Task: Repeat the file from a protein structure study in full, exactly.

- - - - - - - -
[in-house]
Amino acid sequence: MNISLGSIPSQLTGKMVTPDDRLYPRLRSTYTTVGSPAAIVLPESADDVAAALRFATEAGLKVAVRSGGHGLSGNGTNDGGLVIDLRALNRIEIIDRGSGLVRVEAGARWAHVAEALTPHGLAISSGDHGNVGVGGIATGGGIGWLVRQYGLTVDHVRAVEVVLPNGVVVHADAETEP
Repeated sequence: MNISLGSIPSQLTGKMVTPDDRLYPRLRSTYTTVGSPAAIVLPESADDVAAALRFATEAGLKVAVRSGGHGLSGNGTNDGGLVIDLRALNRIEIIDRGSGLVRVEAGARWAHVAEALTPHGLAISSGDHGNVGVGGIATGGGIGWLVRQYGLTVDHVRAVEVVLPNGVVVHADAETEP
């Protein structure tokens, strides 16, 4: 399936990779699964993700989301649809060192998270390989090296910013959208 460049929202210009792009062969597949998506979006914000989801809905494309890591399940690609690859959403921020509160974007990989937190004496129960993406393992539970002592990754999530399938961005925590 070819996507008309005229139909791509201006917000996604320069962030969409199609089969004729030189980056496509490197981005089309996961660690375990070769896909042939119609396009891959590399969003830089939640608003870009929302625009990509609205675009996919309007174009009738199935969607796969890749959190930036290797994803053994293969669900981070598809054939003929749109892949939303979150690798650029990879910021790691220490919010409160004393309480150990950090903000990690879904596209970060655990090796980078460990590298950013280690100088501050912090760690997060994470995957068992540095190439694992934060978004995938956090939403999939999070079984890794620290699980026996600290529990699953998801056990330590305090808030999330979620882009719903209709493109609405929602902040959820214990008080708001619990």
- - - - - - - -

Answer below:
[in-house]
Amino acid sequence: MNISLGSIPSQLTGKMVTPDDRLYPRLRSTYTTVGSPAAIVLPESADDVAAALRFATEAGLKVAVRSGGHGLSGNGTNDGGLVIDLRALNRIEIIDRGSGLVRVEAGARWAHVAEALTPHGLAISSGDHGNVGVGGIATGGGIGWLVRQYGLTVDHVRAVEVVLPNGVVVHADAETEP
Repeated sequence: MNISLGSIPSQLTGKMVTPDDRLYPRLRSTYTTVGSPAAIVLPESADDVAAALRFATEAGLKVAVRSGGHGLSGNGTNDGGLVIDLRALNRIEIIDRGSGLVRVEAGARWAHVAEALTPHGLAISSGDHGNVGVGGIATGGGIGWLVRQYGLTVDHVRAVEVVLPNGVVVHADAETEP
């Protein structure tokens, strides 16, 4: 399936990779699964993700989301649809060192998270390989090296910013959208 460049929202210009792009062969597949998506979006914000989801809905494309890591399940690609690859959403921020509160974007990989937190004496129960993406393992539970002592990754999530399938961005925590 070819996507008309005229139909791509201006917000996604320069962030969409199609089969004729030189980056496509490197981005089309996961660690375990070769896909042939119609396009891959590399969003830089939640608003870009929302625009990509609205675009996919309007174009009738199935969607796969890749959190930036290797994803053994293969669900981070598809054939003929749109892949939303979150690798650029990879910021790691220490919010409160004393309480150990950090903000990690879904596209970060655990090796980078460990590298950013280690100088501050912090760690997060994470995957068992540095190439694992934060978004995938956090939403999939999070079984890794620290699980026996600290529990699953998801056990330590305090808030999330979620882009719903209709493109609405929602902040959820214990008080708001619990």